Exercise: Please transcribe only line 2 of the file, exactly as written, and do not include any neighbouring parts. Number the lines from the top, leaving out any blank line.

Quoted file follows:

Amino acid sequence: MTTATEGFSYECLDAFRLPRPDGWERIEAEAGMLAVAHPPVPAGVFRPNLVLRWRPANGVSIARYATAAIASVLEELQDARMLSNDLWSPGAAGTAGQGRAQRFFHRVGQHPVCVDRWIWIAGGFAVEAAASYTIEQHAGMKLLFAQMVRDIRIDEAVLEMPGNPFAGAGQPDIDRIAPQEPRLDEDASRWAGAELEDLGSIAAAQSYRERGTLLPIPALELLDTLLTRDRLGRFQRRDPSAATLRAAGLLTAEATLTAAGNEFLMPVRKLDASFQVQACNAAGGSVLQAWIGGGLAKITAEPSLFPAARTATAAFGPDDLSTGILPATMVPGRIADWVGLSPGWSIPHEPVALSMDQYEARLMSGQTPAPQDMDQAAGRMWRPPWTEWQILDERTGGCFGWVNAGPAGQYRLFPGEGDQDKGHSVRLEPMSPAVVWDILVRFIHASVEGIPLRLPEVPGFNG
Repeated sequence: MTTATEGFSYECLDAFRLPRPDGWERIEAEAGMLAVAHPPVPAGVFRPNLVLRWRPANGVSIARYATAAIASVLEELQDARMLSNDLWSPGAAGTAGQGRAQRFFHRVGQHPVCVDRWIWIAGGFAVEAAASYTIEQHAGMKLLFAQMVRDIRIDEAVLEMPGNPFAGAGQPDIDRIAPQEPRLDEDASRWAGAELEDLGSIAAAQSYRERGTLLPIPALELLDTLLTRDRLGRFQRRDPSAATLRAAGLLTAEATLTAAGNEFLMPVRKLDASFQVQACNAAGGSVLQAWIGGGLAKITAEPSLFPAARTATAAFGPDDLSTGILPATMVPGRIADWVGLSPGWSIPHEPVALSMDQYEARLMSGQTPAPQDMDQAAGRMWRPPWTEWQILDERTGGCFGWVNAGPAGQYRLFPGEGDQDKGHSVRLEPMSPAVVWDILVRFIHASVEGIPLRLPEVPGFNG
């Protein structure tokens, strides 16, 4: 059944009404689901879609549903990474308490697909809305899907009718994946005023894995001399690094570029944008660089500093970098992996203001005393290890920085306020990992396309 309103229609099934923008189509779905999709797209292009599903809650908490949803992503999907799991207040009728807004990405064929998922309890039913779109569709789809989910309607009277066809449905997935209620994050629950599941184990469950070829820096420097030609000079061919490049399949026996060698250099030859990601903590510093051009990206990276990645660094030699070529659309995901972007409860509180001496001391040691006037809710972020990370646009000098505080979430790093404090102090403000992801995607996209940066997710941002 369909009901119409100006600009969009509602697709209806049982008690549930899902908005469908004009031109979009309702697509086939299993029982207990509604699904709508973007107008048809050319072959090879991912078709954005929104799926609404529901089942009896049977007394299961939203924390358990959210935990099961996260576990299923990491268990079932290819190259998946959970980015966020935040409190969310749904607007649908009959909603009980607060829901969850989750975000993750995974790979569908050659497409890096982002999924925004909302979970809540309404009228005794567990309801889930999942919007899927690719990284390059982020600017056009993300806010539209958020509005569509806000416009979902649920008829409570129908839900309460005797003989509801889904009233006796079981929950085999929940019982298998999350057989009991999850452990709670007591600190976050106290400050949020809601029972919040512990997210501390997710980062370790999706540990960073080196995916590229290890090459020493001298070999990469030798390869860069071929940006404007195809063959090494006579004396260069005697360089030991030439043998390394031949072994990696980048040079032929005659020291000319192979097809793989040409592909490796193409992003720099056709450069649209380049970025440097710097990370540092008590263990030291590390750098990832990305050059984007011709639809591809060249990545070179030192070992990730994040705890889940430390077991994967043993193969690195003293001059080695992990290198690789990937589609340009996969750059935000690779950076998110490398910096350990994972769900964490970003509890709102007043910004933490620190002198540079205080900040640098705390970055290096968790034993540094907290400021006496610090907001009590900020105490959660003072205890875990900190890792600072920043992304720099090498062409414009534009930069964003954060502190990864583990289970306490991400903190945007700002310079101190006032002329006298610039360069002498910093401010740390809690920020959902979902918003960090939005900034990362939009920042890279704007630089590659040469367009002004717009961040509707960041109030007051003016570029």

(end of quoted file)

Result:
Repeated sequence: MTTATEGFSYECLDAFRLPRPDGWERIEAEAGMLAVAHPPVPAGVFRPNLVLRWRPANGVSIARYATAAIASVLEELQDARMLSNDLWSPGAAGTAGQGRAQRFFHRVGQHPVCVDRWIWIAGGFAVEAAASYTIEQHAGMKLLFAQMVRDIRIDEAVLEMPGNPFAGAGQPDIDRIAPQEPRLDEDASRWAGAELEDLGSIAAAQSYRERGTLLPIPALELLDTLLTRDRLGRFQRRDPSAATLRAAGLLTAEATLTAAGNEFLMPVRKLDASFQVQACNAAGGSVLQAWIGGGLAKITAEPSLFPAARTATAAFGPDDLSTGILPATMVPGRIADWVGLSPGWSIPHEPVALSMDQYEARLMSGQTPAPQDMDQAAGRMWRPPWTEWQILDERTGGCFGWVNAGPAGQYRLFPGEGDQDKGHSVRLEPMSPAVVWDILVRFIHASVEGIPLRLPEVPGFNG